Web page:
ExpectedException.none().expect(IllegalStateException.class);
new IntValue(1).increment(); // No error here, last statement in block
}

public void constructor() {
/*
* We may or may not want to treat this as a bug. On the one hand, the
* subclass might be "using" the superclass, so it might not be being
* "ignored." (Plus, it would be a pain to produce a valid suggested fix
* that incorporates any subclass constructor body, which might even contain
* calls to methods in the class.) On the other hand, the more likely
* scenario may be a class like IteratorTester, which requires (a) that the
* user subclass it to implement a method and (b) that the user call test()
* on the constructed object. There, it would be nice if IteratorTester
* could be annotated with @CheckReturnValue to mean "anyone who creates an
* anonymous subclasses of this should still do something with that
* subclass." But perhaps that's an abuse of @CheckForNull.
*
* Anyway, these tests are here to ensure that subclasses don't don't crash
* the compiler.
*/

new MyObject() {};

class MySubObject1 extends MyObject {}

class MySubObject2 extends MyObject {
MySubObject2() {}
}

class MySubObject3 extends MyObject {
MySubObject3() {
super();
}
}

// TODO(cpovirk): This one probably ought to be treated as a bug:
new MyObject();
}

private class IntValue {
final int i;

public IntValue(int i) {
this.i = i;
}

@javax.annotation.CheckReturnValue
public IntValue increment() {
return new IntValue(i + 1);
}

public void increment2() {
// BUG: Diagnostic contains: remove this line
this.increment();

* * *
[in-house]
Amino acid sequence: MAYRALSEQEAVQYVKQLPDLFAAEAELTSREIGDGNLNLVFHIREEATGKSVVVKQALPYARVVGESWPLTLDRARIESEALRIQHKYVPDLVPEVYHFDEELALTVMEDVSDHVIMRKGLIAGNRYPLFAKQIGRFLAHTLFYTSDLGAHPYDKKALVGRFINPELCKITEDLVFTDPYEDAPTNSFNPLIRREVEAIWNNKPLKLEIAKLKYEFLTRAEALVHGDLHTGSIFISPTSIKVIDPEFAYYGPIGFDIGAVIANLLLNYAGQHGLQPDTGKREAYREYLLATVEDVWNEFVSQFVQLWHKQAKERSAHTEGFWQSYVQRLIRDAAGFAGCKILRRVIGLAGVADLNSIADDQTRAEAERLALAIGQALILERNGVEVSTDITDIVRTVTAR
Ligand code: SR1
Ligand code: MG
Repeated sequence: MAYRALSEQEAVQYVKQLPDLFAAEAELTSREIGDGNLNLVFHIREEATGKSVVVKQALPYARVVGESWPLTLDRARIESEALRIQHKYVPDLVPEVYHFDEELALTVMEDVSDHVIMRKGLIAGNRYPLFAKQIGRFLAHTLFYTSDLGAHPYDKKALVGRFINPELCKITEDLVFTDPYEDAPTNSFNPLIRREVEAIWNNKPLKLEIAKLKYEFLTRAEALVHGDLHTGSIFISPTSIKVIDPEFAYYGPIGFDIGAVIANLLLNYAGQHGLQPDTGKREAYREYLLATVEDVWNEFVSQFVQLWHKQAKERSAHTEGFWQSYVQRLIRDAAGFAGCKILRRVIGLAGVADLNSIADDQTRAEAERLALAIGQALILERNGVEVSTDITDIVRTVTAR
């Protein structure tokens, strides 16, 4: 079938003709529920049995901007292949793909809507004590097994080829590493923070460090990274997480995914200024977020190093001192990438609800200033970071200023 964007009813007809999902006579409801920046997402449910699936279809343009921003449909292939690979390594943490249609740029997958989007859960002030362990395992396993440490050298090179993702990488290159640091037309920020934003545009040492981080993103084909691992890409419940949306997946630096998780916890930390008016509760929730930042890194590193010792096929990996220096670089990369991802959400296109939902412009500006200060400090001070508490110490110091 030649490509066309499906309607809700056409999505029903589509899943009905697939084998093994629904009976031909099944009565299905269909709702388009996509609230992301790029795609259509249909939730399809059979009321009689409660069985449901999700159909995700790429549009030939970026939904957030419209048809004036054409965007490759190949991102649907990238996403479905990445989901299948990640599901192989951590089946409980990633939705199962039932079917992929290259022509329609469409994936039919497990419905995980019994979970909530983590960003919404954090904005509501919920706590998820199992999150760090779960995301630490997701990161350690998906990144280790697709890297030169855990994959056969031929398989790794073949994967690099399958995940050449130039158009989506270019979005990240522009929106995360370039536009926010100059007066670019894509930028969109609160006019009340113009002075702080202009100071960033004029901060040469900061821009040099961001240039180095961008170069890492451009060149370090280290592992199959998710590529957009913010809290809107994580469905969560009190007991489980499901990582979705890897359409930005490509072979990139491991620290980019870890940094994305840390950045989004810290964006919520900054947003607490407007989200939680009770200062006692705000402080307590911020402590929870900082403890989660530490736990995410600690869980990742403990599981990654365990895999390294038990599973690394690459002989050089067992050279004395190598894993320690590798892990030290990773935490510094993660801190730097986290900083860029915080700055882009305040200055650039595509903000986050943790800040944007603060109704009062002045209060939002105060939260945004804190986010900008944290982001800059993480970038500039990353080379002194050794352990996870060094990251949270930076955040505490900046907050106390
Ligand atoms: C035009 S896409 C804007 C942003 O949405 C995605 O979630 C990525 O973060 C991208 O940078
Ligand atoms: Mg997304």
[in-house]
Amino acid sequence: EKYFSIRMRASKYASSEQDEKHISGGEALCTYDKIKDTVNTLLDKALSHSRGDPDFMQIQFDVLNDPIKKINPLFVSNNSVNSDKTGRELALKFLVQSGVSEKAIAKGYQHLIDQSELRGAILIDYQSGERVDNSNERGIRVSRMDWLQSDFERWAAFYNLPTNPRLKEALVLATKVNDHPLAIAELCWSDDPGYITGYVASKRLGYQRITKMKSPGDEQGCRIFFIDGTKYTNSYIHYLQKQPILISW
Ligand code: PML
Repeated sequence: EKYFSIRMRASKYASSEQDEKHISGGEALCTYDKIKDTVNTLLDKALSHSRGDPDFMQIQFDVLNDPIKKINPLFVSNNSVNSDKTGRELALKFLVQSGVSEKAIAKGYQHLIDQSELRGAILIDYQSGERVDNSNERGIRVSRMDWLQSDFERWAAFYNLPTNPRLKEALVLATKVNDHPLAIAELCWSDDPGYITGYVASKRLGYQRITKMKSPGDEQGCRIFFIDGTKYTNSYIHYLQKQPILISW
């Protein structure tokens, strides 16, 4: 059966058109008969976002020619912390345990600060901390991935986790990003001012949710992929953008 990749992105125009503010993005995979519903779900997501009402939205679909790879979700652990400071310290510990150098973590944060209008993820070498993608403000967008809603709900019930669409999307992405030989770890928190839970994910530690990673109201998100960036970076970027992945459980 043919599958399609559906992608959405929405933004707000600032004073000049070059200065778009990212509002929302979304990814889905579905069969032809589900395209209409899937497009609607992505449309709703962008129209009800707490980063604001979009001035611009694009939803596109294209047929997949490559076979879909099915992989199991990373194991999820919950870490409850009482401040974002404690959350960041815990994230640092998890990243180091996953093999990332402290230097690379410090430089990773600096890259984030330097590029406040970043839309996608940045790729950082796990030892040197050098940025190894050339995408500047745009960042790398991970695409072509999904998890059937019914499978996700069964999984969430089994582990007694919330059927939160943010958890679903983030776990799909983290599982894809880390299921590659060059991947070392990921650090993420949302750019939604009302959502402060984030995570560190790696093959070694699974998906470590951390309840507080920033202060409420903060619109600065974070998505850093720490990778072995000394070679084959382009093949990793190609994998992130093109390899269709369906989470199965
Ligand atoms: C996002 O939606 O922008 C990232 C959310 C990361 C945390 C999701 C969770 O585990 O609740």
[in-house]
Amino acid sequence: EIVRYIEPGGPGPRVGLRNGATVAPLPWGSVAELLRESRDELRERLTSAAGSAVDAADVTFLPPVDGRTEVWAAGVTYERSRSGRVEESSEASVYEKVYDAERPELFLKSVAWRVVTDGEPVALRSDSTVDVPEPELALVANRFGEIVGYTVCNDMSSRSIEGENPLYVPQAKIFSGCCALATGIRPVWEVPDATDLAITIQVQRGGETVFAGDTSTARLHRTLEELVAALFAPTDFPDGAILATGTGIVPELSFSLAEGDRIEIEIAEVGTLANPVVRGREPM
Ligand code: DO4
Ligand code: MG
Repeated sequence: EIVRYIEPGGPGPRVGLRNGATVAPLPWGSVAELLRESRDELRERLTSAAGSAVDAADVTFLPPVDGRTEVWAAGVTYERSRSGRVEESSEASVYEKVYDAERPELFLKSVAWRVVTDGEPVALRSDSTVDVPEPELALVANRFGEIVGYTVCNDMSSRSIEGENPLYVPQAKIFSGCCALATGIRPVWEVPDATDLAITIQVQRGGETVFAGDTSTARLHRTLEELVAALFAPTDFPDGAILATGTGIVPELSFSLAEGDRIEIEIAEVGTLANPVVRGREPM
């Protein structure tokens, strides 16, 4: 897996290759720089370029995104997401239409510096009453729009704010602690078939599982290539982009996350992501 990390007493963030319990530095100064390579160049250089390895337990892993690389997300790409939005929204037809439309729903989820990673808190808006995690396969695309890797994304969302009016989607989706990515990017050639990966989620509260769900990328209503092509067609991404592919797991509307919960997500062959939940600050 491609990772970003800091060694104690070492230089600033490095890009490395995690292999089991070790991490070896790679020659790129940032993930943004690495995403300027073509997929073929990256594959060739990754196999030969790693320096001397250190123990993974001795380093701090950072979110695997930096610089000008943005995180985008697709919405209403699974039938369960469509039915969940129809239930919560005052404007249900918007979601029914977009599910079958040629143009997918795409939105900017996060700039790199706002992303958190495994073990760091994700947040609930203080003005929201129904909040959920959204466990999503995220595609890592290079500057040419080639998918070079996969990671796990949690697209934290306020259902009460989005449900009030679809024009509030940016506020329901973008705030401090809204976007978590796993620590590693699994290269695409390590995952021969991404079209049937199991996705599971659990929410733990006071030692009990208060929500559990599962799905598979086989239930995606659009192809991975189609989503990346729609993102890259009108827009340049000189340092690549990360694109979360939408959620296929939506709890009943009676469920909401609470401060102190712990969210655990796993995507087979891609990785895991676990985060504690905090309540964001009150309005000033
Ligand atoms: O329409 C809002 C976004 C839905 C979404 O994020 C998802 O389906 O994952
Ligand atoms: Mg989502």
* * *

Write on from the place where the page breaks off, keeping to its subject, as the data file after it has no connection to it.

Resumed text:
}

public void increment3() {
// BUG: Diagnostic contains: remove this line
increment();
}
}

private static class MyObject {
@javax.annotation.CheckReturnValue
MyObject() {}
}

private abstract static class LB1<A> {}

private static class LB2<A> extends LB1<A> {

@javax.annotation.CheckReturnValue
public static <T> LB2<T> lb1() {
return new LB2<T>();
}

public static <T> LB2<T> lb2() {
// BUG: Diagnostic contains: remove this line
lb1();
return lb1();
}
}

private static class ErrorProneAnnotation {
@com.google.errorprone.annotations.CheckReturnValue
public static int check() {
return 1;
}

public static void ignoresCheck() {
// BUG: Diagnostic contains: remove this line
check();
}
}
}

Negative examples

CheckReturnValueNegativeCases.java

/*
* Copyright 2012 The Error Prone Authors.
*
* Licensed under the Apache License, Version 2.0 (the "License");
* you may not use this file except in compliance with the License.
* You may obtain a copy of the License at
*
* http://www.apache.org/licenses/LICENSE-2.0
*
* Unless required by applicable law or agreed to in writing, software
* distributed under the License is distributed on an "AS IS" BASIS,
* WITHOUT WARRANTIES OR CONDITIONS OF ANY KIND, either express or implied.
* See the License for the specific language governing permissions and
* limitations under the License.
*/


package com.google.errorprone.bugpatterns.testdata;

import java.util.function.Supplier;
import javax.annotation.CheckReturnValue;

/** @author eaftan@google.com (Eddie Aftandilian) */
public class CheckReturnValueNegativeCases {

public void test1() {
test2();
Object obj = new String();
obj.toString();
}

@SuppressWarnings("foo") // wrong annotation
public void test2() {}

@CheckReturnValue
private int mustCheck() {
return 5;
}

private void callRunnable(Runnable runnable) {
runnable.run();
}

private void testNonCheckedCallsWithMethodReferences() {
Object obj = new String();
callRunnable(String::new);
callRunnable(this::test2);
callRunnable(obj::toString);
}

private void callSupplier(Supplier<Integer> supplier) {
supplier.get();
}

public void testResolvedToVoidLambda() {
callSupplier(() -> mustCheck());
}

public void testMethodReference() {
callSupplier(this::mustCheck);
}
}
  1. To annotate a package, create a package-info.java file in the package directory, add a package statement, and annotate the package statement.